The National Hajj Commission of Nigeria (NAHCON), has revealed that Nigeria lost 14 pilgrims in Saudi Arabia from the beginning of ongoing 2023 hajj operation to date.
Dr. Usman Galadima, Chief of Operations and Head of the NAHCON National Medical Team, made this known during a post-Arafat meeting with stakeholders on Sunday in Makkah, the Kingdom of Saudi Arabia.
Galadima explained that seven pilgrims died before Arafat, six died during the five-day Mashair (core Hajj period) and additional one person died after the Arafat.
“We had six reported death at Mashair, four died in Arafat and the other two died in Mina. Already we lost seven pilgrims before Arafat and just now I have just been informed that we lost another pilgrim. This brings the total of deaths recorded to 14.
“The mortality rate is similar to that of 2019,” he said.
He also revealed that the medical team recorded three cases of chickenpox during the core hajj period and the affected pilgrims were immediately moved out of the area as a preventive measure to avoid the spread of the disease.
Galadima also disclosed that the team recorded two deliveries during the period of hajj ritual in Mina, Arafat and Muzdalifah, adding that one of the pregnant women delivered on the road, while the second one was brought to the clinic and delivered safely.
He emphasised the need for a thorough pre-hajj medical screening with the issuance of a certificate of medical fitness.
He also said that elderly pilgrims and those that are very sick should be discouraged from participating in the symbolic devil stoning at Jamrat because of the stress involved.
In his presentation, the NAHCON Head of Aviation, Alhaji Goni Sanda, disclosed that the transport of pilgrims back to Nigeria would begins on Tuesday, July 4.
He said the policy of first in, first out would strictly be applied in the evacuation of the pilgrims back to Nigeria.
He further stated that the Saudi authorities have a policy that in the first two weeks, the air carriers would not operate maximally due to the volume of traffic and the large number of aircraft involved in the evacuation of pilgrims from different countries, as well as the fact that virtually all planes will take off from one Airport, the King Abdulaziz International Airport, Jeddah.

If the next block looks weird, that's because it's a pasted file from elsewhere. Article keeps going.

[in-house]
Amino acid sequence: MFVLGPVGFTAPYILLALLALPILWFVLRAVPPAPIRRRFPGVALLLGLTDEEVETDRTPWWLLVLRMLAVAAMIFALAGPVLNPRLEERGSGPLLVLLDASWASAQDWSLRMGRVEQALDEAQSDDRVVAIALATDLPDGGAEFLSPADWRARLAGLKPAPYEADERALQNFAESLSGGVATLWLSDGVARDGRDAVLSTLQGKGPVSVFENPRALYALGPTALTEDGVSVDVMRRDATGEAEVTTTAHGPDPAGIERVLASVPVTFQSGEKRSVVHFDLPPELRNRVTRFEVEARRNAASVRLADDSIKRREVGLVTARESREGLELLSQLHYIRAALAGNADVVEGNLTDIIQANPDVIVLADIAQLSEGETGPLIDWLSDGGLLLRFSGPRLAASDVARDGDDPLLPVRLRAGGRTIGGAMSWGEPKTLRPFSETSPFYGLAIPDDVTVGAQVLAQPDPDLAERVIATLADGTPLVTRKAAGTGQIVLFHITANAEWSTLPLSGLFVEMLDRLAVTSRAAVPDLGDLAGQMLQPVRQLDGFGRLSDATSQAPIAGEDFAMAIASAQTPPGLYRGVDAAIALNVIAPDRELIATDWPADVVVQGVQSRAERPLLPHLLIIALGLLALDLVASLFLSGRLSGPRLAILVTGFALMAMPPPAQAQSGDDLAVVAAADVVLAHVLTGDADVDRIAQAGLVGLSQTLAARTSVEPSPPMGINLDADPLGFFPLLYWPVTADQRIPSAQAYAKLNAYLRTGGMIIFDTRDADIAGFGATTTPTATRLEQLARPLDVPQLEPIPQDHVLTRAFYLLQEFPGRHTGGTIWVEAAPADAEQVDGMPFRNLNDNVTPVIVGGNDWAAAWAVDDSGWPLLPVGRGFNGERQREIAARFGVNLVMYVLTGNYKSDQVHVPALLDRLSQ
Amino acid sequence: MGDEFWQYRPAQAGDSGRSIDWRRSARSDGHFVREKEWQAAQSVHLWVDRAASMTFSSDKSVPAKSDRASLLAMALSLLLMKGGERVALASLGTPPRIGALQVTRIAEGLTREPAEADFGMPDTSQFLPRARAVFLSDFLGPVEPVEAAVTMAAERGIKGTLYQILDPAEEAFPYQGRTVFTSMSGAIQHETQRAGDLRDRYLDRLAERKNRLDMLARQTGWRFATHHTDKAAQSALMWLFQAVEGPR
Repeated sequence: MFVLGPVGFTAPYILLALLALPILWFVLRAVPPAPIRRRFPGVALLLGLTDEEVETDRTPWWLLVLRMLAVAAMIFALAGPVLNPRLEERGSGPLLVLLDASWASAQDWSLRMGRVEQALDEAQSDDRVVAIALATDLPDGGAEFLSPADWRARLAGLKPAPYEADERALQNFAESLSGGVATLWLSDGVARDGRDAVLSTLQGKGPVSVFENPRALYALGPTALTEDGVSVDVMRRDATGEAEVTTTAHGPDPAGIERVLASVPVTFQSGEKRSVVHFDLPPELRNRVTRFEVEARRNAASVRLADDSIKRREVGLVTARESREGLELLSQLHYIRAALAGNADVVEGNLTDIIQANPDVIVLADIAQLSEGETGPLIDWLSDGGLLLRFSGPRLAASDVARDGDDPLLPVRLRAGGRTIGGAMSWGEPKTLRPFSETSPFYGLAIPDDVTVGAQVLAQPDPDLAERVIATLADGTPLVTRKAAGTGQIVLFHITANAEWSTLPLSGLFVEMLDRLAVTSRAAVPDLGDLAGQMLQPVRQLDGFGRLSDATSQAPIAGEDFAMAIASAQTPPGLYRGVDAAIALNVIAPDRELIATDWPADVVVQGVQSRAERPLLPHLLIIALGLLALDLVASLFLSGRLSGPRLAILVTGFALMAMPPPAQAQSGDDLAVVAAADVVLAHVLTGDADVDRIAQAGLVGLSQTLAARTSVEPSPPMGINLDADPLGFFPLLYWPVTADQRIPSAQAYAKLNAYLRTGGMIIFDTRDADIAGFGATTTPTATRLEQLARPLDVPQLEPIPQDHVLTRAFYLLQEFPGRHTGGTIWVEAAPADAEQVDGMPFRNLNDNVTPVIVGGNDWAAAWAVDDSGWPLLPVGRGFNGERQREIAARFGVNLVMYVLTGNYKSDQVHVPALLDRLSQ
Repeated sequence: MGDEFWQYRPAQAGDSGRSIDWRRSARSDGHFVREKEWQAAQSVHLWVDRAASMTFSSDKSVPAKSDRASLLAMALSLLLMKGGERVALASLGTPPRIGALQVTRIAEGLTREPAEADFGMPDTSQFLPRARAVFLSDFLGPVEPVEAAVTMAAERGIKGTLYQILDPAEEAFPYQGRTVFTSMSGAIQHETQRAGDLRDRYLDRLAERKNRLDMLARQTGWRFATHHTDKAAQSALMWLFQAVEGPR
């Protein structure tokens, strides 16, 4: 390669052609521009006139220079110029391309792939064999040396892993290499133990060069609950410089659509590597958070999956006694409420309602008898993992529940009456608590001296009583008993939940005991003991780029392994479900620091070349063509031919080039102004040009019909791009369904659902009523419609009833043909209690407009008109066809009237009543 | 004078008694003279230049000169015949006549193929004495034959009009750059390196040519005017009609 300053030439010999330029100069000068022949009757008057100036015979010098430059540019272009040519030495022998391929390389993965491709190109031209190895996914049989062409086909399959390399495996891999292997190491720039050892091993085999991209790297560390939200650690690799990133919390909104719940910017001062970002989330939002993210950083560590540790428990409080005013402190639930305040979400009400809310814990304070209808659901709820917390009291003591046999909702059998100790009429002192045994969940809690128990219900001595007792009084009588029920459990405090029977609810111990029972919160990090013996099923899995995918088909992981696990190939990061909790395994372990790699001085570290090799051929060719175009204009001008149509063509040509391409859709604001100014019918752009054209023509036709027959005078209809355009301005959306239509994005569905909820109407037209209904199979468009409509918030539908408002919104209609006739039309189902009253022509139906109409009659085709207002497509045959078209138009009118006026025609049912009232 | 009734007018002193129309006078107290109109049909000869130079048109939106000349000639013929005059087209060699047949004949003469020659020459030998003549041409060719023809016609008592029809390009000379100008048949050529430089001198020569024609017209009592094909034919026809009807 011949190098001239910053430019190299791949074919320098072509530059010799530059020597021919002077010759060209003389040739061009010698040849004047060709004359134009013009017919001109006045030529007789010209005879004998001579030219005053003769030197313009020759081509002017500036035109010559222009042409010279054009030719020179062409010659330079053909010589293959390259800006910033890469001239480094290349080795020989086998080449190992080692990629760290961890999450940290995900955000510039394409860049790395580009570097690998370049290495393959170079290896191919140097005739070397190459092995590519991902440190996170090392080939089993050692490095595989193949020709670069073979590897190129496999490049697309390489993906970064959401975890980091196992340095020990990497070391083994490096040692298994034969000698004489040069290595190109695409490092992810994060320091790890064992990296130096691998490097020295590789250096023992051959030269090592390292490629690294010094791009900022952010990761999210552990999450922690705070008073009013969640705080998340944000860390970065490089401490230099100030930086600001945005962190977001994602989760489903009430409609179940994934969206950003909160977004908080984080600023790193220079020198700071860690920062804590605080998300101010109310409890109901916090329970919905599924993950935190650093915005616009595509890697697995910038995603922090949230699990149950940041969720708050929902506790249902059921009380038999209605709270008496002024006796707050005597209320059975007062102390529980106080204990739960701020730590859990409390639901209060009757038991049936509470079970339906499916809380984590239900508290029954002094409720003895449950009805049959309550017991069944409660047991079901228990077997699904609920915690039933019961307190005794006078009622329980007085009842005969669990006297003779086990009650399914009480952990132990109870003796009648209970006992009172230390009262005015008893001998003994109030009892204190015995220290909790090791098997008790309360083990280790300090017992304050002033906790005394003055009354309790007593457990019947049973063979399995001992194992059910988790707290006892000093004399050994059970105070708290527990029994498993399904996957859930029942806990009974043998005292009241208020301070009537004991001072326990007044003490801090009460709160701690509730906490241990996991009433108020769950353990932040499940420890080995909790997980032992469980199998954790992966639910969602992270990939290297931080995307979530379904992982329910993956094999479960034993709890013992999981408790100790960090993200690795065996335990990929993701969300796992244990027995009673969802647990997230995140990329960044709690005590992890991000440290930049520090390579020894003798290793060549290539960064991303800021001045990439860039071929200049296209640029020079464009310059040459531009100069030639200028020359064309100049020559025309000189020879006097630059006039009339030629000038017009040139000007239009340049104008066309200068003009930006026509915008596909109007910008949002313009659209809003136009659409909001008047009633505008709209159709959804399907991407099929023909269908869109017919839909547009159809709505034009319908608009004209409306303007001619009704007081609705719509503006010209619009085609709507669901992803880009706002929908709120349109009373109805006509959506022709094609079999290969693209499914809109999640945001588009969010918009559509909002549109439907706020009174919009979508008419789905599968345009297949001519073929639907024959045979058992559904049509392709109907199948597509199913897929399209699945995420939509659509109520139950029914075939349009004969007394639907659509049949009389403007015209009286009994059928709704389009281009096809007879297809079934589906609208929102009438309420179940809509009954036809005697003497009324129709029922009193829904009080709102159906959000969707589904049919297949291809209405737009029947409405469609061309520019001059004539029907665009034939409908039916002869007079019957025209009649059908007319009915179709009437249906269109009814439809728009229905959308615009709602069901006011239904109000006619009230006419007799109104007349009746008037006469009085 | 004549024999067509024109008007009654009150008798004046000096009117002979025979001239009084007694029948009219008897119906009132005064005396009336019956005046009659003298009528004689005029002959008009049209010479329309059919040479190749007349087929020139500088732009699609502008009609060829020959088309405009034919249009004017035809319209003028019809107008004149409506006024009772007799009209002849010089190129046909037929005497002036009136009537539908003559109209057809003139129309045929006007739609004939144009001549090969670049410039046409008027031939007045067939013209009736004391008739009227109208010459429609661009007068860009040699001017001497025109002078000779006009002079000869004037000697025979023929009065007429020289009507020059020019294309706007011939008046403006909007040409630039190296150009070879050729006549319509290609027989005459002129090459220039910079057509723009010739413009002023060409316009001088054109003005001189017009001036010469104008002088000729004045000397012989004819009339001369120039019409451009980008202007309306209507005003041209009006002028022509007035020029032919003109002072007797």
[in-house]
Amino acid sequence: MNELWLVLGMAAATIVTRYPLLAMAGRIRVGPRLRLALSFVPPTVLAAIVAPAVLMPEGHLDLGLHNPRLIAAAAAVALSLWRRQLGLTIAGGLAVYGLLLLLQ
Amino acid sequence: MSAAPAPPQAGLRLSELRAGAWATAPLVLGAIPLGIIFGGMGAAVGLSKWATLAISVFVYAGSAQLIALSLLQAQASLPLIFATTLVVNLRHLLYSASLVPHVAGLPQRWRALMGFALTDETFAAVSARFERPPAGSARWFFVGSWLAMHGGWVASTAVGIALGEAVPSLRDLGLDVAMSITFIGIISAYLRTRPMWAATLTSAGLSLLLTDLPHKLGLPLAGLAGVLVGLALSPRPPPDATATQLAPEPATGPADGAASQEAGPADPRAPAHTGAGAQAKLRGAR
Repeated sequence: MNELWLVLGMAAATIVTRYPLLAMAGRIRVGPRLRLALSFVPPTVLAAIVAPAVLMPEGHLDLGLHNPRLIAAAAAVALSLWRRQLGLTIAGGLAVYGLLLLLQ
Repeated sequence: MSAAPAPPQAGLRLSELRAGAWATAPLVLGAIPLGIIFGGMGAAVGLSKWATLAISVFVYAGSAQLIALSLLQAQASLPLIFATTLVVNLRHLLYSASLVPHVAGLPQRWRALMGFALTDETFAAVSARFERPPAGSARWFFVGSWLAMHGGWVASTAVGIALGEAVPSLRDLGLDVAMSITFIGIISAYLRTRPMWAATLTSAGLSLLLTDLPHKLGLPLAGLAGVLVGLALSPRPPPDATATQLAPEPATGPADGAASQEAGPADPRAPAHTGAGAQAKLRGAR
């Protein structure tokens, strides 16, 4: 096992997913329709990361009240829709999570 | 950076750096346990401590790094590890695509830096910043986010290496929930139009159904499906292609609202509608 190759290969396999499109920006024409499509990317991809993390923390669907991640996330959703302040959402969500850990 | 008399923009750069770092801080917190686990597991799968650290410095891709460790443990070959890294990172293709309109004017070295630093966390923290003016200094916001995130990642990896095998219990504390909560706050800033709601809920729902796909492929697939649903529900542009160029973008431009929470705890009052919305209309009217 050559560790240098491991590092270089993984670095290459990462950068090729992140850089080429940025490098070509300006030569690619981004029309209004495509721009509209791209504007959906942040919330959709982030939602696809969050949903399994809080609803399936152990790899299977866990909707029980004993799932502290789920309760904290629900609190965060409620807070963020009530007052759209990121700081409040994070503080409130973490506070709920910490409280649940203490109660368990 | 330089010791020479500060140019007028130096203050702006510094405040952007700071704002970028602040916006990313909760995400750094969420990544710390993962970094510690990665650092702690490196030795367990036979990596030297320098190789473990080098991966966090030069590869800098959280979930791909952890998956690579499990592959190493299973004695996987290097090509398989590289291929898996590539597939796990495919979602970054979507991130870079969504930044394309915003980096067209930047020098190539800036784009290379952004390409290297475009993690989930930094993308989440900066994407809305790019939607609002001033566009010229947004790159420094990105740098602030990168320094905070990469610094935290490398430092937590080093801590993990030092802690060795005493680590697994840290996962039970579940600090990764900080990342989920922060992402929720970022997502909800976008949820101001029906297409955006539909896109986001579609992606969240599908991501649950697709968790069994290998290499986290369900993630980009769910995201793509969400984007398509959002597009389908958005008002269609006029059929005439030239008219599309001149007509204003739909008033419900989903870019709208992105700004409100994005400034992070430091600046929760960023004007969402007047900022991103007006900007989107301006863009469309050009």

He stated that in the first two weeks of the start of the transportation of pilgrims, Flynas would only utilise four of it six aircraft for the operation, adding that the other two are undergoing some checks and maintenance.
Also, the Commissioner, Operations of NAHCON, Alhaji Abdullahi Hardawa, said the commission had resolved to ensure that pilgrims fully obey its luggage policy during their return journey to Nigeria.
He recalled that in 2022, there was a breach, but pledged that such breaches would not be tolerated this year, so as to have a seamless operation.
He decried the attitude of some pilgrims, particularly the females, who go to the airport with multiple bags all in the name of hand luggage, warning that this time the situation would not be accepted.
He therefore called on officials of state pilgrims boards to inform their pilgrims about the policy to avoid any inconveniences and unnecessary delays at the airport.
“The airline operators have bitterly complained about this untoward behaviour of some pilgrims, which put lives of other passengers in the aircraft at risk. This time it will not be business as usual.
“And for fear of losing some valuables at the airport, the pilgrims should abide by the 32kg luggage policy, or they should avail themselves with the cargo window.”